Gillette Clinicians Improving Lives of Jamaican Children

Posted On: Jul 17, 2013

When Wayland Richards left his native Jamaica for the U.S. to pursue a degree at Crown College in St. Bonifacious, Minn., he often struggled with the question, “What will you take back to the young people of Jamaica?"  Beginning in 1995, Richards answered that question by hosting youth retreats dedicated to helping young Jamaicans receive job training and education essential to rising above the poverty line.

Mark Gormley, M.D. (far right) pictured the U.S. Ambassador to Jamaica, Jamaica’s Minister of Health and Minister of Tourism, along with fellow volunteers.

During one such retreat, a physician volunteer told Richards of his interest in using his medical training to help Jamaican children living with complex health conditions. Richards soon shifted his focus to medical mission work—and in 2002, founded the Organization for Strategic Development in Jamaica (OSDJ). When Richards learned of Gillette Children’s Specialty Healthcare through a member of his church, he saw an opportunity to partner in treating Jamaican youth with disabilities.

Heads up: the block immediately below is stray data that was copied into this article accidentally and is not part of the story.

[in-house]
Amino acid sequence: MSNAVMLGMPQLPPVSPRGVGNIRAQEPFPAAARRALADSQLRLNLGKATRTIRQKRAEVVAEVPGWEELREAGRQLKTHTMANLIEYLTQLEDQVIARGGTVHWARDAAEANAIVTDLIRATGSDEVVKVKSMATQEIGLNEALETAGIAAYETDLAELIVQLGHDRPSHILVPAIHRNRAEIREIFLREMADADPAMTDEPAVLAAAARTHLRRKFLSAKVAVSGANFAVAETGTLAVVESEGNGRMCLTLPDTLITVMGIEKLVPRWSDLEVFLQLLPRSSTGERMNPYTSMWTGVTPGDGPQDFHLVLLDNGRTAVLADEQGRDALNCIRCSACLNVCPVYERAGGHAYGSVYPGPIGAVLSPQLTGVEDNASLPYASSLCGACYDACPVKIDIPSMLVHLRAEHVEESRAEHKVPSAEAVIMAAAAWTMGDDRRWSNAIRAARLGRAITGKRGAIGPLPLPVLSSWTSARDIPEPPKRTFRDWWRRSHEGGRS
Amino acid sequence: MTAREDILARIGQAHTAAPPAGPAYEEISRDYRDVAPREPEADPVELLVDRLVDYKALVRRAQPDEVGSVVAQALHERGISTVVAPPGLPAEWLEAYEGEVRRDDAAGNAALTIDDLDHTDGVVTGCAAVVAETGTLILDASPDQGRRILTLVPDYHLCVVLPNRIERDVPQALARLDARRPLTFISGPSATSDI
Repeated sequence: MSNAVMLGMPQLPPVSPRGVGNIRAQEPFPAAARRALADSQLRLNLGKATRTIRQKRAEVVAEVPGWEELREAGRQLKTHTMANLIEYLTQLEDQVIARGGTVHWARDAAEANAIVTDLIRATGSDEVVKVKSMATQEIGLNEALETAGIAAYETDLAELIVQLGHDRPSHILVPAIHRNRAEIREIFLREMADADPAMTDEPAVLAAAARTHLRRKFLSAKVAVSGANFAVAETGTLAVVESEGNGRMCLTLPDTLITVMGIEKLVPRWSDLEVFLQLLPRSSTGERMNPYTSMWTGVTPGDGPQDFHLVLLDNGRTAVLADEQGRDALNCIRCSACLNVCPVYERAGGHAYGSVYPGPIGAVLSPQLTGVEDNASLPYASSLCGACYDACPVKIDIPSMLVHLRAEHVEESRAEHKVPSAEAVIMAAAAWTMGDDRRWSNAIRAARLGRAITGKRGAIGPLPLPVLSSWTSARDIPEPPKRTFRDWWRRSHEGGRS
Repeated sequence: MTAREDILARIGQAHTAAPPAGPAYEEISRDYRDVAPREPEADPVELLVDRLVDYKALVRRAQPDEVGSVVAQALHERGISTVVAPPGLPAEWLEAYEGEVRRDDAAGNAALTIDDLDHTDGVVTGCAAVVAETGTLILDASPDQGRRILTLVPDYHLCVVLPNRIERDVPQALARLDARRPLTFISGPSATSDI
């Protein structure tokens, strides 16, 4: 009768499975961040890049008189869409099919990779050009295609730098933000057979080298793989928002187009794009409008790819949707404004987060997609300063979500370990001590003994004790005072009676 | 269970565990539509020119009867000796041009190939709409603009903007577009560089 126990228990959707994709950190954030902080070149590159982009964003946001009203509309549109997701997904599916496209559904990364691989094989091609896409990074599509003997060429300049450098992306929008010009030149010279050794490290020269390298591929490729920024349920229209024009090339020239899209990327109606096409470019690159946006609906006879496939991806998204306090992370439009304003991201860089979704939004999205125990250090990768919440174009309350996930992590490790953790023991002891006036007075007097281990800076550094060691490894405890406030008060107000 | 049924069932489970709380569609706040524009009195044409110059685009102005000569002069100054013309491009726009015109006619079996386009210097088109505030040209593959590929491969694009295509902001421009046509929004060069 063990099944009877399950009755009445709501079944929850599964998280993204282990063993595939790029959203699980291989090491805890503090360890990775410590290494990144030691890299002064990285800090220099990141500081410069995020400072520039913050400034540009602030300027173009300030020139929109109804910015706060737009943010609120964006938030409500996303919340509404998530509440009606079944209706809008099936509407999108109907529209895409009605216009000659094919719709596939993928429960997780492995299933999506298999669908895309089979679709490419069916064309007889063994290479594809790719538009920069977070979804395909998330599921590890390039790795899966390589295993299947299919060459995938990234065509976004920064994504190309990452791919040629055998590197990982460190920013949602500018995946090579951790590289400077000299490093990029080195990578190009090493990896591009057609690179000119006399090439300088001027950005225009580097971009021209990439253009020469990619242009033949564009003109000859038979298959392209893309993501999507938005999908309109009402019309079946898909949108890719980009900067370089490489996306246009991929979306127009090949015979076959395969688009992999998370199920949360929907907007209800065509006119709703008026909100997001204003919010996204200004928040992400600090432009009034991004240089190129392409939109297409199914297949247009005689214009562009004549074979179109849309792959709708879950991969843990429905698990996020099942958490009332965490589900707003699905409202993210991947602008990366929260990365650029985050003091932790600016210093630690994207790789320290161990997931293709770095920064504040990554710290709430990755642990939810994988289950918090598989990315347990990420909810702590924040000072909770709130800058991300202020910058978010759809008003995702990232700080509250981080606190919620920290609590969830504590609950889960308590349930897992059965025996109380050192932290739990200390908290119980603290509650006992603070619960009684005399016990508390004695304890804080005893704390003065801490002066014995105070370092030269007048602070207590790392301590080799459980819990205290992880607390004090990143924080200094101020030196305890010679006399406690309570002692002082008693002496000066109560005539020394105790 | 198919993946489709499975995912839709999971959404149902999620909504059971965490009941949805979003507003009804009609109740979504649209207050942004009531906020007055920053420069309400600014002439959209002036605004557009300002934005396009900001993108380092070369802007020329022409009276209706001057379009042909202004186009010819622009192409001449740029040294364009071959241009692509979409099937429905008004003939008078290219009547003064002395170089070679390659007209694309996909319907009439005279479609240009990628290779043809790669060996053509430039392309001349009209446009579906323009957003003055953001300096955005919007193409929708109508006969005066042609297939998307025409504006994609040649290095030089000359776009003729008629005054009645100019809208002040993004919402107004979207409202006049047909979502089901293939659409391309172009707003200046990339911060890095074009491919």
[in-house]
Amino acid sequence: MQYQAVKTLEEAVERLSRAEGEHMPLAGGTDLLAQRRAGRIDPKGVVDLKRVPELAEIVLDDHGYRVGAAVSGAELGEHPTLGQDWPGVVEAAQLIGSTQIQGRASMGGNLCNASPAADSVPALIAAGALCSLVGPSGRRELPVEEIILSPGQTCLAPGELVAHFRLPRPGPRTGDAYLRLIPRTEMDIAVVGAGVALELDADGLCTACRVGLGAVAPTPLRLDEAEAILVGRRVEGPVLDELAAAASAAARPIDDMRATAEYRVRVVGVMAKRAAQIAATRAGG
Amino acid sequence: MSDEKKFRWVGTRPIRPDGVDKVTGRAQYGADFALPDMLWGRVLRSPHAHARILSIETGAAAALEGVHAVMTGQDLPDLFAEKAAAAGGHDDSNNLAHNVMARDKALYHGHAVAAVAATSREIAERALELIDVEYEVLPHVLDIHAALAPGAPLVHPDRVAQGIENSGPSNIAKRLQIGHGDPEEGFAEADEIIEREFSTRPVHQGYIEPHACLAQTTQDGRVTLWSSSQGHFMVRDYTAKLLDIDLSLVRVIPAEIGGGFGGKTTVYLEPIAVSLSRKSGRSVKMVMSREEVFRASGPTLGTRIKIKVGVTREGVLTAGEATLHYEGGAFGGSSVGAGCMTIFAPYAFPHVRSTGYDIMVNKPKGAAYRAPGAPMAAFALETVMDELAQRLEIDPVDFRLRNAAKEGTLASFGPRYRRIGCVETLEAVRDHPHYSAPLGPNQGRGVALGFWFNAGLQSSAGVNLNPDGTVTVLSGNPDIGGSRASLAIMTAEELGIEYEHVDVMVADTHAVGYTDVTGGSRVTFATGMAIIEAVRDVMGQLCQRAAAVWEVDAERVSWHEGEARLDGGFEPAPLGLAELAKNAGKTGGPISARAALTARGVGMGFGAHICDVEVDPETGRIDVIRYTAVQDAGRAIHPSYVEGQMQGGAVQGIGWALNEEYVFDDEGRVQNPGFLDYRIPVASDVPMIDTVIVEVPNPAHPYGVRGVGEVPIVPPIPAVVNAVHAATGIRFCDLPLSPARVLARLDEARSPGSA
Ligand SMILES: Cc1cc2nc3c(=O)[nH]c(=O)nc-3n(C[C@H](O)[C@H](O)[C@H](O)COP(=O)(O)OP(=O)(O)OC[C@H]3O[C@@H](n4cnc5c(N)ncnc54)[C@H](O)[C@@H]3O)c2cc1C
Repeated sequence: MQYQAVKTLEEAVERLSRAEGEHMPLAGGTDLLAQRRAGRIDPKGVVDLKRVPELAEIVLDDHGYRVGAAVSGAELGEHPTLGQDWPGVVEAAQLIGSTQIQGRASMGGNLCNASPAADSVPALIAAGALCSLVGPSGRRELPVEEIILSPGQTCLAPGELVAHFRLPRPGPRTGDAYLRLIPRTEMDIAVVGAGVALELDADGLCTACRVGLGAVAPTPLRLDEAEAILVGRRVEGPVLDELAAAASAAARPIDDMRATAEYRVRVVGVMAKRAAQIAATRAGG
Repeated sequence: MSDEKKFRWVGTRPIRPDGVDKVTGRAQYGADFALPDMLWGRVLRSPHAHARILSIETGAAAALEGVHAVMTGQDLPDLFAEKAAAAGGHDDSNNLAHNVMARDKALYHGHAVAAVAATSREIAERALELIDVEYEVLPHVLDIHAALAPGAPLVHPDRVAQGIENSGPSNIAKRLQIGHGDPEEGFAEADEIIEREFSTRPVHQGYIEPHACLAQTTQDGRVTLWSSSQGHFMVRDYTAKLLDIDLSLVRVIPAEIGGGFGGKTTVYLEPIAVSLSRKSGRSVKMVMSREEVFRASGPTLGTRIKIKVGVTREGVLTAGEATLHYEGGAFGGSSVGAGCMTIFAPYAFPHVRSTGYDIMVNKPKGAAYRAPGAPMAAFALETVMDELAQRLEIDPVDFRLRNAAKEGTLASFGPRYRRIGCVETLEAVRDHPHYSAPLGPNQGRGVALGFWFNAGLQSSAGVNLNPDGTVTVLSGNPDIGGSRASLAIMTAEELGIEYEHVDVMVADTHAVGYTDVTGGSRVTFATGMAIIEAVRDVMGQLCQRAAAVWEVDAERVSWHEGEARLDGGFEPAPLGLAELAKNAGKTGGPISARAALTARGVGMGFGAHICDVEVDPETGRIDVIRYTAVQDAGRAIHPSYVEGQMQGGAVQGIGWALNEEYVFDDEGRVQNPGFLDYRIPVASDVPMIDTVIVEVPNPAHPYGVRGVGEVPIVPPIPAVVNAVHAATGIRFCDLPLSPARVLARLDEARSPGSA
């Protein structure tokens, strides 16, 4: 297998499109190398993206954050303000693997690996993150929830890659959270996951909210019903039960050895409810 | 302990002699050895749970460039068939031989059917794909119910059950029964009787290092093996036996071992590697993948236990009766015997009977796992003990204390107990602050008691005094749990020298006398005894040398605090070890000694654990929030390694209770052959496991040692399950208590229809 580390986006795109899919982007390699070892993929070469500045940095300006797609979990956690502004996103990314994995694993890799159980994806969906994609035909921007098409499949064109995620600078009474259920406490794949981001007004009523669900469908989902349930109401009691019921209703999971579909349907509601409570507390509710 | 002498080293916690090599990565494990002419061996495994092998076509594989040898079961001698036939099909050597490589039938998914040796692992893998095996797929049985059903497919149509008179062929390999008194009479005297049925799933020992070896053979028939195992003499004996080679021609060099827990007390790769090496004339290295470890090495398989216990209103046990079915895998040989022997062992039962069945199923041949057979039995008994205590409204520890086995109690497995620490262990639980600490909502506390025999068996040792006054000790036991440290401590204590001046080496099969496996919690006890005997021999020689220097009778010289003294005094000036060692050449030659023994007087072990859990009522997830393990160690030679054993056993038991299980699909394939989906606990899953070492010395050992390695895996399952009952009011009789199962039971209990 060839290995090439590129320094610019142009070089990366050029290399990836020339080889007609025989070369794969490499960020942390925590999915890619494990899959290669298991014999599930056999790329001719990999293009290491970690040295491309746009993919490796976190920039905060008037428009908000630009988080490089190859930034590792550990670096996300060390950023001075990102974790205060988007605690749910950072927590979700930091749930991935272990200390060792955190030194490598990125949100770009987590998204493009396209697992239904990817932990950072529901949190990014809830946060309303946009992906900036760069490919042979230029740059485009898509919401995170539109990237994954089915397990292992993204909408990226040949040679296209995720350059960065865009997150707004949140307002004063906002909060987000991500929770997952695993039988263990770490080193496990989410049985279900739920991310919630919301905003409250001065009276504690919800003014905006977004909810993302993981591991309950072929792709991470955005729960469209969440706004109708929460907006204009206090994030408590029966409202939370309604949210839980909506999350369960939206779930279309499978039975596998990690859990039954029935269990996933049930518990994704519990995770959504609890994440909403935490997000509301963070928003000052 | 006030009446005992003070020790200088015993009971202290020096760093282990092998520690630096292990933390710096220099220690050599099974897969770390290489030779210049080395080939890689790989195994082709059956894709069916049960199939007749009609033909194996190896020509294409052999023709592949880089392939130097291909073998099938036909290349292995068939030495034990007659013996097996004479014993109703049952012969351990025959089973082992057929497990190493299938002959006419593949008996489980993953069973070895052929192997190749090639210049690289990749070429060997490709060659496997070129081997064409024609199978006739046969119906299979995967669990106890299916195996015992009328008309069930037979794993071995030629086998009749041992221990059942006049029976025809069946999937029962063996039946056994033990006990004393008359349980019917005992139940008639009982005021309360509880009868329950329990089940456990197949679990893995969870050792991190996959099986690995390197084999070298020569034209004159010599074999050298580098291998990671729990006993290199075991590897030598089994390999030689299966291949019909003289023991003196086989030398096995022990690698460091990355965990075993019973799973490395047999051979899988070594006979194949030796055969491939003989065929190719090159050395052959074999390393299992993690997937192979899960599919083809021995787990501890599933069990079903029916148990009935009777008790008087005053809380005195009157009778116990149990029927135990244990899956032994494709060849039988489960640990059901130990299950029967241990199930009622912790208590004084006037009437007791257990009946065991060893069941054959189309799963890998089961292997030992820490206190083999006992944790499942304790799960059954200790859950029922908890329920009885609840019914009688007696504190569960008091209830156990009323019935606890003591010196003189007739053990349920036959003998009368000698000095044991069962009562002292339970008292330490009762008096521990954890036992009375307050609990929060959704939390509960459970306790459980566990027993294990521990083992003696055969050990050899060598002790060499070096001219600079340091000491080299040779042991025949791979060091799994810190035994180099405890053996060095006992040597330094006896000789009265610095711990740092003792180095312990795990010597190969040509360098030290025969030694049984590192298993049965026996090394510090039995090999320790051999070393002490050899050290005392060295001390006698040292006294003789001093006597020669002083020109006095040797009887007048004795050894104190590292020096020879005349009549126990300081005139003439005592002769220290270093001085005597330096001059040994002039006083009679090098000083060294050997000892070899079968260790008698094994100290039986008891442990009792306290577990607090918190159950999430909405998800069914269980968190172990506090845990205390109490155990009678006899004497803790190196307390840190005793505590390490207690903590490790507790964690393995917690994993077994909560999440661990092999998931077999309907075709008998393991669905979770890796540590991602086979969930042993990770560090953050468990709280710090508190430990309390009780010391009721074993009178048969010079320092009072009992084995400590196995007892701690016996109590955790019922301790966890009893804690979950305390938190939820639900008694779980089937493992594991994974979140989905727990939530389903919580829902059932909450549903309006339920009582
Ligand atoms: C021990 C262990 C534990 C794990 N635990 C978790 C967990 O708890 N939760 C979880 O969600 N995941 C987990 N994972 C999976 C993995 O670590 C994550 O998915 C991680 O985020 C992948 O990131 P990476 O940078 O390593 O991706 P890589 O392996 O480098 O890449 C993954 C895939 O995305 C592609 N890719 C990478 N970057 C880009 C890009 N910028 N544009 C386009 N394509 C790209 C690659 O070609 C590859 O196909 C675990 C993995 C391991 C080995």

During Richards’ first visit to Gillette (accompanied by Jamaica’s Minister of Health) he met Mark Gormley, M.D., a pediatric rehabilitation medicine physician. Gormley, who had just returned from a medical mission trip to Russia, spoke to Richards about how his team’s efforts in Russia could be replicated in Jamaica.  Less than a month later, Gormley received an invitation—could he travel to Jamaica to tour the country’s healthcare facilities and give several medical lectures?  He agreed, and an international outreach program was born.

Gormley has since traveled to Jamaica semi-annually with a team of colleagues hailing largely from Gillette, from physical therapists to nurses and orthotics (bracing) specialists.  Together with Jamaican physician Paula Dawson, M.D., the group collaborates to provide treatments—including surgeries, Botox injections, therapies and assistive technology—to children who have cerebral palsy and other disabilities. Gormley estimates that his group has already helped more than 250 children.

They’ve also caught the attention of the U.S. Ambassador to Jamaica and Obama administration. As a result, Gillette will be part of a new effort to collectively spur volunteerism, medical education and tourism in developing countries like Jamaica. “Jamaicans understand that tourism reflects positively on their country,” explains Gormley. “If more groups like ours can give these countries tourism dollars while also helping local children, it’s a win-win for everyone involved.”